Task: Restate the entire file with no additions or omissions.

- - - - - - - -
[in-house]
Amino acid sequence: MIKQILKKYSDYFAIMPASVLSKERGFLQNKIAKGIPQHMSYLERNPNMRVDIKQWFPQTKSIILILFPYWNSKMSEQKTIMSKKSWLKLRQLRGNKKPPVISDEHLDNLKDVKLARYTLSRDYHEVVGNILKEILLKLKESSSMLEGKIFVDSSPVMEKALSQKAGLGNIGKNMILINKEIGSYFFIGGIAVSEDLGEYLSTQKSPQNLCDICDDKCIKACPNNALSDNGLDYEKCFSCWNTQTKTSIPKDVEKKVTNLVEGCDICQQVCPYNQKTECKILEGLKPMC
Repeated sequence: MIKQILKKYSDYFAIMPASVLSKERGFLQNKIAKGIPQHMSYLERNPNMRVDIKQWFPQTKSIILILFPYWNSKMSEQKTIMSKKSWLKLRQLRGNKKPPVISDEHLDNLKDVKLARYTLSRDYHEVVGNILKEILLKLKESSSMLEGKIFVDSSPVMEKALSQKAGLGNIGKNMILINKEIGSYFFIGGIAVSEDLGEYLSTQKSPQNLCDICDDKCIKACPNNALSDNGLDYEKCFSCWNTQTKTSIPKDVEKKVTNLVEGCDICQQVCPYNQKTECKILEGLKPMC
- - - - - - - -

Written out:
[in-house]
Amino acid sequence: MIKQILKKYSDYFAIMPASVLSKERGFLQNKIAKGIPQHMSYLERNPNMRVDIKQWFPQTKSIILILFPYWNSKMSEQKTIMSKKSWLKLRQLRGNKKPPVISDEHLDNLKDVKLARYTLSRDYHEVVGNILKEILLKLKESSSMLEGKIFVDSSPVMEKALSQKAGLGNIGKNMILINKEIGSYFFIGGIAVSEDLGEYLSTQKSPQNLCDICDDKCIKACPNNALSDNGLDYEKCFSCWNTQTKTSIPKDVEKKVTNLVEGCDICQQVCPYNQKTECKILEGLKPMC
Repeated sequence: MIKQILKKYSDYFAIMPASVLSKERGFLQNKIAKGIPQHMSYLERNPNMRVDIKQWFPQTKSIILILFPYWNSKMSEQKTIMSKKSWLKLRQLRGNKKPPVISDEHLDNLKDVKLARYTLSRDYHEVVGNILKEILLKLKESSSMLEGKIFVDSSPVMEKALSQKAGLGNIGKNMILINKEIGSYFFIGGIAVSEDLGEYLSTQKSPQNLCDICDDKCIKACPNNALSDNGLDYEKCFSCWNTQTKTSIPKDVEKKVTNLVEGCDICQQVCPYNQKTECKILEGLKPMC